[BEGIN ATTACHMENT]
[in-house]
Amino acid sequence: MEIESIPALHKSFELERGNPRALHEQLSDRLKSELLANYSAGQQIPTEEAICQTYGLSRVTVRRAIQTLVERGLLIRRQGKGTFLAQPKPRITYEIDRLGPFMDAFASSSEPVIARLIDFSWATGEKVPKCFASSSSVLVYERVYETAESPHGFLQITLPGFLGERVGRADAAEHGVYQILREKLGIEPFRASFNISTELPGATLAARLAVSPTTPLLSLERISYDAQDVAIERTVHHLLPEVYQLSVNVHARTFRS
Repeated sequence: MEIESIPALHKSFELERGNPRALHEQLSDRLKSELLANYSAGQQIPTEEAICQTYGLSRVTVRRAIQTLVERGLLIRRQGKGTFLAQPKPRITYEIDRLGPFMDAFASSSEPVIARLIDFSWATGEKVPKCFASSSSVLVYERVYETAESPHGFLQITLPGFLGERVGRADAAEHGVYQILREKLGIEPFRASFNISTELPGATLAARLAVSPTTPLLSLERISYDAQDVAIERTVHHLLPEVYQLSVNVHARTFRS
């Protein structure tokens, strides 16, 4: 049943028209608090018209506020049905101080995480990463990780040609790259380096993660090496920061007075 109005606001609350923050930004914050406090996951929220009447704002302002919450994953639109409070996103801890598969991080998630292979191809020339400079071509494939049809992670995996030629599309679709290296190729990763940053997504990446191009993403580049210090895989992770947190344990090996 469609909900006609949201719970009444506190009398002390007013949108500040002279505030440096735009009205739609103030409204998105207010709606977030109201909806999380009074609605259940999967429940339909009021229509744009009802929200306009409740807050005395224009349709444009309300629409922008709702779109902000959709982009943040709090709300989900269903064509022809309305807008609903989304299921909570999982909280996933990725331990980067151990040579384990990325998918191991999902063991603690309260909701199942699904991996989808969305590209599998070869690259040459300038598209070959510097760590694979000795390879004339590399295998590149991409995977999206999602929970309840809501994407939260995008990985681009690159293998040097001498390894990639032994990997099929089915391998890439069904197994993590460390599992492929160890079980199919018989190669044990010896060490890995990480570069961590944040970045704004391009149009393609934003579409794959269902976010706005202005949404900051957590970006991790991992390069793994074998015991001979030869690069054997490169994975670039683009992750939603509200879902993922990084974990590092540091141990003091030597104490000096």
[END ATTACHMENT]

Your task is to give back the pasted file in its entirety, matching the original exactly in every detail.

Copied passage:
[in-house]
Amino acid sequence: MEIESIPALHKSFELERGNPRALHEQLSDRLKSELLANYSAGQQIPTEEAICQTYGLSRVTVRRAIQTLVERGLLIRRQGKGTFLAQPKPRITYEIDRLGPFMDAFASSSEPVIARLIDFSWATGEKVPKCFASSSSVLVYERVYETAESPHGFLQITLPGFLGERVGRADAAEHGVYQILREKLGIEPFRASFNISTELPGATLAARLAVSPTTPLLSLERISYDAQDVAIERTVHHLLPEVYQLSVNVHARTFRS
Repeated sequence: MEIESIPALHKSFELERGNPRALHEQLSDRLKSELLANYSAGQQIPTEEAICQTYGLSRVTVRRAIQTLVERGLLIRRQGKGTFLAQPKPRITYEIDRLGPFMDAFASSSEPVIARLIDFSWATGEKVPKCFASSSSVLVYERVYETAESPHGFLQITLPGFLGERVGRADAAEHGVYQILREKLGIEPFRASFNISTELPGATLAARLAVSPTTPLLSLERISYDAQDVAIERTVHHLLPEVYQLSVNVHARTFRS
């Protein structure tokens, strides 16, 4: 049943028209608090018209506020049905101080995480990463990780040609790259380096993660090496920061007075 109005606001609350923050930004914050406090996951929220009447704002302002919450994953639109409070996103801890598969991080998630292979191809020339400079071509494939049809992670995996030629599309679709290296190729990763940053997504990446191009993403580049210090895989992770947190344990090996 469609909900006609949201719970009444506190009398002390007013949108500040002279505030440096735009009205739609103030409204998105207010709606977030109201909806999380009074609605259940999967429940339909009021229509744009009802929200306009409740807050005395224009349709444009309300629409922008709702779109902000959709982009943040709090709300989900269903064509022809309305807008609903989304299921909570999982909280996933990725331990980067151990040579384990990325998918191991999902063991603690309260909701199942699904991996989808969305590209599998070869690259040459300038598209070959510097760590694979000795390879004339590399295998590149991409995977999206999602929970309840809501994407939260995008990985681009690159293998040097001498390894990639032994990997099929089915391998890439069904197994993590460390599992492929160890079980199919018989190669044990010896060490890995990480570069961590944040970045704004391009149009393609934003579409794959269902976010706005202005949404900051957590970006991790991992390069793994074998015991001979030869690069054997490169994975670039683009992750939603509200879902993922990084974990590092540091141990003091030597104490000096």